BROOMFIELD, Colo. – As the weather warms and Colorado’s trees begin to leaf out, insects living within these trees also will begin to stir. And with the invasive, tree-killing emerald ash borer (EAB) set to emerge later this spring, now is the time for those living in or near Boulder County to determine what, if anything, they want to do about any ash trees on their property.
EAB, a non-native pest responsible for the death of millions of ash trees in 25 states, was confirmed in the City of Boulder in September 2013. The exotic pest has become a concern for communities all over Colorado, because an estimated 15 percent or more of all urban and community trees in the state are ash (genus Fraxinus).
Although EAB has not been detected in the state outside the City of Boulder, each year the insects can fly up to a half-mile from where they emerge to infest new trees. Also, there is the ever-present risk of EAB relocating via human transport of wood – especially within the existing quarantine established for Boulder County and surrounding areas.
First Steps & Strategies
Dan West, forest entomologist for the Colorado State Forest Service, says that while there are effective insecticides available to protect ash trees from EAB, other management strategies also exist for dealing with the pest. These include monitoring trees for the presence of EAB, removing or replacing ash trees before EAB’s arrival, and planting diverse new tree species in an effort to get them established now.
“The decision about whether to chemically treat your ash trees is a personal preference. The closer any ash trees are to the known infestation, the higher the risk that they will become infested by EAB,” said West, who also is an entomologist on the interagency Colorado EAB Response Team.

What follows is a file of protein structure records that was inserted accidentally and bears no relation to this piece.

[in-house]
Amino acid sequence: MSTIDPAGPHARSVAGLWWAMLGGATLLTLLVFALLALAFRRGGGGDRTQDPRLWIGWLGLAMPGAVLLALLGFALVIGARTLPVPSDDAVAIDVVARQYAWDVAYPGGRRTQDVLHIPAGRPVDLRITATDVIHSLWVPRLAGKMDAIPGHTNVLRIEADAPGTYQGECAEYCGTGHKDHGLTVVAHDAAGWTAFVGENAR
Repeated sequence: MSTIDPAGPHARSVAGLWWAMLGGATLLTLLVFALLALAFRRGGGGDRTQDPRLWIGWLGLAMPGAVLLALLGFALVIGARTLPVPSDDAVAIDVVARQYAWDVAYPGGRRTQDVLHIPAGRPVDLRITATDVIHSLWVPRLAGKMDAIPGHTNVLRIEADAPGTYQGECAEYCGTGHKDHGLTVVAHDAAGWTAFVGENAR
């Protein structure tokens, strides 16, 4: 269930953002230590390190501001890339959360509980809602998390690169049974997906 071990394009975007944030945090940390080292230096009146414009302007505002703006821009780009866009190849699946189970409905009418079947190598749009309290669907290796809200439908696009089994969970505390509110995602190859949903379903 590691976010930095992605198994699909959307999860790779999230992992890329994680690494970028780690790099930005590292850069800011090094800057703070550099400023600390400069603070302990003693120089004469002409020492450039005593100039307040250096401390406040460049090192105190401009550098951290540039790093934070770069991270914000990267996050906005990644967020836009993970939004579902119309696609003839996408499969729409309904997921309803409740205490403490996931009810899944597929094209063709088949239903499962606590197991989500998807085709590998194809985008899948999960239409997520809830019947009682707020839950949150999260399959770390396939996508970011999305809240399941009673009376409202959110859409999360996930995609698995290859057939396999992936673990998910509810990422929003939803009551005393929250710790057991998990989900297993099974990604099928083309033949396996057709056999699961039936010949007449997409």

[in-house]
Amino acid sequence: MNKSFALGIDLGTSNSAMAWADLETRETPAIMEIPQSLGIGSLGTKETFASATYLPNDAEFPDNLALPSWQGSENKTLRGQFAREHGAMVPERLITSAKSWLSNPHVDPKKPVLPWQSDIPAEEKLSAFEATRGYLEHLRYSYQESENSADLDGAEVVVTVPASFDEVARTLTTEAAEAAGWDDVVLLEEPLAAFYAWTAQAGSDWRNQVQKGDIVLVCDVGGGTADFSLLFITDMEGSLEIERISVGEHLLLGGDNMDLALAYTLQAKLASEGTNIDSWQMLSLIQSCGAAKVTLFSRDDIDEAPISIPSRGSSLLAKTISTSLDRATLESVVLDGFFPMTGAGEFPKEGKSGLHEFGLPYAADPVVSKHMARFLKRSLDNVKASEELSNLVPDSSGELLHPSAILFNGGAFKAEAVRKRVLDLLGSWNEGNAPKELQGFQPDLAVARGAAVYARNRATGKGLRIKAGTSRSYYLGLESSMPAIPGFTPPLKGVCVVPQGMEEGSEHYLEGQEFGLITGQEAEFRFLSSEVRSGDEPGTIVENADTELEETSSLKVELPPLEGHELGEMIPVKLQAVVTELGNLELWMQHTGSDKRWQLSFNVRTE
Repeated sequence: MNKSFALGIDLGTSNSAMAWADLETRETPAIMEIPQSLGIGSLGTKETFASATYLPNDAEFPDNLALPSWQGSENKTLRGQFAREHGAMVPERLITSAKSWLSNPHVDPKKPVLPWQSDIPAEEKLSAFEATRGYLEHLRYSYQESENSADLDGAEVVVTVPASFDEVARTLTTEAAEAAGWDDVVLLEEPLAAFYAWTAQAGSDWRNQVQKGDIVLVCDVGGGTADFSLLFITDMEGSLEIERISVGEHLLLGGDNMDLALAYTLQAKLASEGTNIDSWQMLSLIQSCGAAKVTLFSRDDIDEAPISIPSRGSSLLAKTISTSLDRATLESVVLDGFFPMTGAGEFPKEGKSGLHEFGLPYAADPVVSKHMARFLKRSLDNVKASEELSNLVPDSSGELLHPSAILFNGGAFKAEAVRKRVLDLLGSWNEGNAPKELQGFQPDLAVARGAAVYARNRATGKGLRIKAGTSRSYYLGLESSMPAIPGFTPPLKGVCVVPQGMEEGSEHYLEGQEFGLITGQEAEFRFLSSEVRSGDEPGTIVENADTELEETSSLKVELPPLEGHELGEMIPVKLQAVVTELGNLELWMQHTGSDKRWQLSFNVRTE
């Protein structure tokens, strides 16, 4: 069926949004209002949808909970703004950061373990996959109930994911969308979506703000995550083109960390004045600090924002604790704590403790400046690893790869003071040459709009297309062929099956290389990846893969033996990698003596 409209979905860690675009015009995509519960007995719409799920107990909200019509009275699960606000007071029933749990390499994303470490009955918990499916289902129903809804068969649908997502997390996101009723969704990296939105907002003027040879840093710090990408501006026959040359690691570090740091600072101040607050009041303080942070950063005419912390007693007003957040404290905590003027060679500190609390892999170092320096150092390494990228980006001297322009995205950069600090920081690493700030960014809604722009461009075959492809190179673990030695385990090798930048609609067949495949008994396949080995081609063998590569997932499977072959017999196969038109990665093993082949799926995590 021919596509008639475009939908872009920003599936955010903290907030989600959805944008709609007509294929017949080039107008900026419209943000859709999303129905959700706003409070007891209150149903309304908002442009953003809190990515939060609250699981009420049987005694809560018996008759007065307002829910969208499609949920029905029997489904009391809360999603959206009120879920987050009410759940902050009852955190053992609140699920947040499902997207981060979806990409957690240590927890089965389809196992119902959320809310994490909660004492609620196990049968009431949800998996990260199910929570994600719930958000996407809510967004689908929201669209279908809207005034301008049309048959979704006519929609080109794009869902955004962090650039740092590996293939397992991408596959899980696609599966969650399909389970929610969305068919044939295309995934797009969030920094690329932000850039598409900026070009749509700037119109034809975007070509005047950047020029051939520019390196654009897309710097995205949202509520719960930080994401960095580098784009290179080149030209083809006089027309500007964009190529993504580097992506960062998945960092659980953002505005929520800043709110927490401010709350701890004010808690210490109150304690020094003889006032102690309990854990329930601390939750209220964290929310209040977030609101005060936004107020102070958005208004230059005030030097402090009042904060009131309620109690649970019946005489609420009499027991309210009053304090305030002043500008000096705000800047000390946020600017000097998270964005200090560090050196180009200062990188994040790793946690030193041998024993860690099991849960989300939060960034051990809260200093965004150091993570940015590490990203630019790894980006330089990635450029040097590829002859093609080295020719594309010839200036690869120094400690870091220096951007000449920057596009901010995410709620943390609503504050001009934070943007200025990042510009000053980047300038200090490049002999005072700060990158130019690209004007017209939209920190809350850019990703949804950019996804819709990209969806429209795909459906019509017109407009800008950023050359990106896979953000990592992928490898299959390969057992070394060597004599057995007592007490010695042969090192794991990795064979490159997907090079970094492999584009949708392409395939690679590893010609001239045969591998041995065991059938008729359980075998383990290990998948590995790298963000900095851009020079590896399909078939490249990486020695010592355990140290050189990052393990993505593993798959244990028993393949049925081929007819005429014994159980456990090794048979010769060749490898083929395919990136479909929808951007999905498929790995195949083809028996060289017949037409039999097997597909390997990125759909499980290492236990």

He says that the first step is for landowners to determine if they actually have any ash trees on their property. If they do, they should examine the tree for general health and signs of EAB, including D-shaped exit holes 1/8-inch wide, serpentine tunnels under the bark and new sprouts on the lower trunk. He also warns that it is possible for EAB to infest an ash tree for up to four years before visible signs of decline in the tree occur.
“Consider the overall health and value of each tree, and talk to a professional forester or arborist before applying any treatment,” West says.
For an updated map showing where EAB has been detected in Colorado, and for more information about ash tree identification, the symptoms of EAB and treatment options, go to www.eabcolorado.com.
EAB: What Coloradans Need to Know
- Learn how to identify ash trees, and signs of EAB infestation in ash trees:
- thinning of leaves and upper branches and twigs
- serpentine tunnels produced by larvae under the bark
- D-shaped exit holes 1/8-inch wide
- new sprouts on the lower trunk or lower branches
- vertical splits in the bark
- increased woodpecker activity
- Multiple EAB management strategies exist for homeowners and communities, including monitoring trees for the early presence of the pest, removing and/or replacing ash trees, protecting trees with insecticides and planting new trees nearby in an effort to get them established before the arrival of EAB. The closer ash trees are to an area of known EAB infestation, the higher the risk that they will become infested.
- If hiring someone to apply pesticide treatments to protect ash trees, the applicator must be licensed by the Colorado Department of Agriculture as a Commercial Pesticide Applicator.
- Never transport firewood or other products from ash trees, as this is the most likely method of accidental spread. A quarantine is now in place in Boulder County and surrounding areas to try and prevent the human-assisted spread of EAB.
For current information about EAB in Colorado, including the current quarantine in Boulder County and surrounding areas, go to www.eabcolorado.com. If you think you have EAB in your ash trees, please contact the Colorado Department of Agriculture at (888) 248-5535 or email CAPS.email@example.com.